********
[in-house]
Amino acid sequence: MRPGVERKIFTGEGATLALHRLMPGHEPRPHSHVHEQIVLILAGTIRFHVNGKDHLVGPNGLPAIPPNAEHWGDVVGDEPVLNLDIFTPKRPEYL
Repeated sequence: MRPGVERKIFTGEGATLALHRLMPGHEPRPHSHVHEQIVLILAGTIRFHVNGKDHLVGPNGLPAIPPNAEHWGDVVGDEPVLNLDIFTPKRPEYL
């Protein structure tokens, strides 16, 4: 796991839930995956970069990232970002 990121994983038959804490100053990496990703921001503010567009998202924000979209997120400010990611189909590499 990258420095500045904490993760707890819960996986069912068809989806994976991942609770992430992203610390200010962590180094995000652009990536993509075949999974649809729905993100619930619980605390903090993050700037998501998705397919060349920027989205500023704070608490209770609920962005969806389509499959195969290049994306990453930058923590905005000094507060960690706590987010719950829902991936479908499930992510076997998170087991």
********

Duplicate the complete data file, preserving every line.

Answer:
[in-house]
Amino acid sequence: MRPGVERKIFTGEGATLALHRLMPGHEPRPHSHVHEQIVLILAGTIRFHVNGKDHLVGPNGLPAIPPNAEHWGDVVGDEPVLNLDIFTPKRPEYL
Repeated sequence: MRPGVERKIFTGEGATLALHRLMPGHEPRPHSHVHEQIVLILAGTIRFHVNGKDHLVGPNGLPAIPPNAEHWGDVVGDEPVLNLDIFTPKRPEYL
């Protein structure tokens, strides 16, 4: 796991839930995956970069990232970002 990121994983038959804490100053990496990703921001503010567009998202924000979209997120400010990611189909590499 990258420095500045904490993760707890819960996986069912068809989806994976991942609770992430992203610390200010962590180094995000652009990536993509075949999974649809729905993100619930619980605390903090993050700037998501998705397919060349920027989205500023704070608490209770609920962005969806389509499959195969290049994306990453930058923590905005000094507060960690706590987010719950829902991936479908499930992510076997998170087991």